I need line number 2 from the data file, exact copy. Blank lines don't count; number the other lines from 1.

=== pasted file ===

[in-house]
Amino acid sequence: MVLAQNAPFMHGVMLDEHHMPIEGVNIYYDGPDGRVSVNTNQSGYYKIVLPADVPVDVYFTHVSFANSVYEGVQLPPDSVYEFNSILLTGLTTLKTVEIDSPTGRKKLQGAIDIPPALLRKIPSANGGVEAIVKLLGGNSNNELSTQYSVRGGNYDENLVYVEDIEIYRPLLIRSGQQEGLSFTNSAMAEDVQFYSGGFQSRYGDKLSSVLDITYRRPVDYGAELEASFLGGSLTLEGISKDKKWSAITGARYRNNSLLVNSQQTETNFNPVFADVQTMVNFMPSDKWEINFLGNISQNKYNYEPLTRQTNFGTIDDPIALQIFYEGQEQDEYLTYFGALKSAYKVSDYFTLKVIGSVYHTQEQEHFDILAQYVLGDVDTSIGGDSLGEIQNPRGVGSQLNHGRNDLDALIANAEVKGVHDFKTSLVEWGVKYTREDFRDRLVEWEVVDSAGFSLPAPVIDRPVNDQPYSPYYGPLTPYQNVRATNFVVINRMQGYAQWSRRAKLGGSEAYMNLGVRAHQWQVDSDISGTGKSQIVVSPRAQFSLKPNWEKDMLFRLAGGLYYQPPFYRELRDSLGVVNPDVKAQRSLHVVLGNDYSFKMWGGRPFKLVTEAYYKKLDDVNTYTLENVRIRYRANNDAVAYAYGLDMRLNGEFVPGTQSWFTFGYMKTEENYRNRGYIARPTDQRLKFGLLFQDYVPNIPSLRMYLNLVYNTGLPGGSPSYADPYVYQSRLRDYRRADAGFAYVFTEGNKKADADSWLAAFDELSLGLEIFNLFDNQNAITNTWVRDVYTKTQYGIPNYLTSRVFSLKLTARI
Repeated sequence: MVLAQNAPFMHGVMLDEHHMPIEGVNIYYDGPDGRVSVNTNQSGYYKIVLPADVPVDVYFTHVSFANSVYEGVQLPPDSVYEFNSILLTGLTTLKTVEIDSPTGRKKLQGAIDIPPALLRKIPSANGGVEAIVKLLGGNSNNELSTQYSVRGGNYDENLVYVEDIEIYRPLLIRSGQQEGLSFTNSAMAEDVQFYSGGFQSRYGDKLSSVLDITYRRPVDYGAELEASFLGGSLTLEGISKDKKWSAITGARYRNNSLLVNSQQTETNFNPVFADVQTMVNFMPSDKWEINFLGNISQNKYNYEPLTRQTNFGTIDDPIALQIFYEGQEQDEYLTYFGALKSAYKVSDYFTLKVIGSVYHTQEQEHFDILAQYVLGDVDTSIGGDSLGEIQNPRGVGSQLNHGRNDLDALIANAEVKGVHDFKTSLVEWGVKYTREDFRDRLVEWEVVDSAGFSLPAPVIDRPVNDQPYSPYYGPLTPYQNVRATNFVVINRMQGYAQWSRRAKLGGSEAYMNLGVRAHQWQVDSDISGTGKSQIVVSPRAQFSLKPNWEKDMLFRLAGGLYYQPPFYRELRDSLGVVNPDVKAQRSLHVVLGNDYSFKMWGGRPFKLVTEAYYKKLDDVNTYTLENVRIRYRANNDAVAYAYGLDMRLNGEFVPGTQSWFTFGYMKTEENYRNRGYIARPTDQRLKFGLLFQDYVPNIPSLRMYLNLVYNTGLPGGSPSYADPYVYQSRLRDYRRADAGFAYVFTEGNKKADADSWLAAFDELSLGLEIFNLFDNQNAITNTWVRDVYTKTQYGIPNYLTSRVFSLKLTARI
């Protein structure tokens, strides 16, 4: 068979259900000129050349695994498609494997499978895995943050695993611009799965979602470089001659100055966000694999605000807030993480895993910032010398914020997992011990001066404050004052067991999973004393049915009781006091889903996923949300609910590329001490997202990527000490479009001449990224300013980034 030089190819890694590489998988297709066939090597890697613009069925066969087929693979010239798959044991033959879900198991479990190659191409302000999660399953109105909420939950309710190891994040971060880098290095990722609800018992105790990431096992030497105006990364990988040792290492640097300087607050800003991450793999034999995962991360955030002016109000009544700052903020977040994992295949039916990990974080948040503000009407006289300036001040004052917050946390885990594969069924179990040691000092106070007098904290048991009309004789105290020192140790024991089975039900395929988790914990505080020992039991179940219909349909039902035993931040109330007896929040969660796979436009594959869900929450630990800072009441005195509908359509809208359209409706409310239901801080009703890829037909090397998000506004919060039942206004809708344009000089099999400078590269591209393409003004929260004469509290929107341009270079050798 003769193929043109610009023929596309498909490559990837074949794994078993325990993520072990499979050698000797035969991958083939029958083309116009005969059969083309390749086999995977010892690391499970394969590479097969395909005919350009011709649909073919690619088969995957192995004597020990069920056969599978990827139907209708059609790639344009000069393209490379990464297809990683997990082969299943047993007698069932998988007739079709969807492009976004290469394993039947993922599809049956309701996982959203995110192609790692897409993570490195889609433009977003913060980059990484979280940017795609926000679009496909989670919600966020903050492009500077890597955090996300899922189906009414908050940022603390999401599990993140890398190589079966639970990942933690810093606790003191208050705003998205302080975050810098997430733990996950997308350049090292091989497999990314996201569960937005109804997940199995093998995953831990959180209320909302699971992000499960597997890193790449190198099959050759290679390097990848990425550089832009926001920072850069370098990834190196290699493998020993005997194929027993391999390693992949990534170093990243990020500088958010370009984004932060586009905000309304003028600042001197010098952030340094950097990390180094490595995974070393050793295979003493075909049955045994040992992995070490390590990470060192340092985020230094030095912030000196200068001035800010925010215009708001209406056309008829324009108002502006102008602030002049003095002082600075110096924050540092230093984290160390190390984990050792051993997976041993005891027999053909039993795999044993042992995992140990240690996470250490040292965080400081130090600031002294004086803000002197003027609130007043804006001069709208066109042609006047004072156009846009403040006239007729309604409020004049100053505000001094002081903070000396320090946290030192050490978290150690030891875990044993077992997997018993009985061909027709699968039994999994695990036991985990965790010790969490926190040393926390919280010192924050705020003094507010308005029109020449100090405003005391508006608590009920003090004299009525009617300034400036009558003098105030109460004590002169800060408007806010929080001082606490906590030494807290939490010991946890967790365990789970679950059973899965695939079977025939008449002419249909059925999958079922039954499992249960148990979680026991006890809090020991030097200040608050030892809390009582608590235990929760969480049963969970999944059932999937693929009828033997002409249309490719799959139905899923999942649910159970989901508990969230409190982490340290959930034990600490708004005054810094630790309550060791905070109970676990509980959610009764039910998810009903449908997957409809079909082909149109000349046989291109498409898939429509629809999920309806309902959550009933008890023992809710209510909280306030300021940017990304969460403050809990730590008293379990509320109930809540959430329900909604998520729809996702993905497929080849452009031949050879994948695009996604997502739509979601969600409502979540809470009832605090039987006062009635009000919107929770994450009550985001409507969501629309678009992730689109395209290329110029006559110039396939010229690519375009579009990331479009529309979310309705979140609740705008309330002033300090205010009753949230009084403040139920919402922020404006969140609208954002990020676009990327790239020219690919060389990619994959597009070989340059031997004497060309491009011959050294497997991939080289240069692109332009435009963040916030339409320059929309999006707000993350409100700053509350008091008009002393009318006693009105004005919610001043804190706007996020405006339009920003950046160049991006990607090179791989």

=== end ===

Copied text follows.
Amino acid sequence: MVLAQNAPFMHGVMLDEHHMPIEGVNIYYDGPDGRVSVNTNQSGYYKIVLPADVPVDVYFTHVSFANSVYEGVQLPPDSVYEFNSILLTGLTTLKTVEIDSPTGRKKLQGAIDIPPALLRKIPSANGGVEAIVKLLGGNSNNELSTQYSVRGGNYDENLVYVEDIEIYRPLLIRSGQQEGLSFTNSAMAEDVQFYSGGFQSRYGDKLSSVLDITYRRPVDYGAELEASFLGGSLTLEGISKDKKWSAITGARYRNNSLLVNSQQTETNFNPVFADVQTMVNFMPSDKWEINFLGNISQNKYNYEPLTRQTNFGTIDDPIALQIFYEGQEQDEYLTYFGALKSAYKVSDYFTLKVIGSVYHTQEQEHFDILAQYVLGDVDTSIGGDSLGEIQNPRGVGSQLNHGRNDLDALIANAEVKGVHDFKTSLVEWGVKYTREDFRDRLVEWEVVDSAGFSLPAPVIDRPVNDQPYSPYYGPLTPYQNVRATNFVVINRMQGYAQWSRRAKLGGSEAYMNLGVRAHQWQVDSDISGTGKSQIVVSPRAQFSLKPNWEKDMLFRLAGGLYYQPPFYRELRDSLGVVNPDVKAQRSLHVVLGNDYSFKMWGGRPFKLVTEAYYKKLDDVNTYTLENVRIRYRANNDAVAYAYGLDMRLNGEFVPGTQSWFTFGYMKTEENYRNRGYIARPTDQRLKFGLLFQDYVPNIPSLRMYLNLVYNTGLPGGSPSYADPYVYQSRLRDYRRADAGFAYVFTEGNKKADADSWLAAFDELSLGLEIFNLFDNQNAITNTWVRDVYTKTQYGIPNYLTSRVFSLKLTARI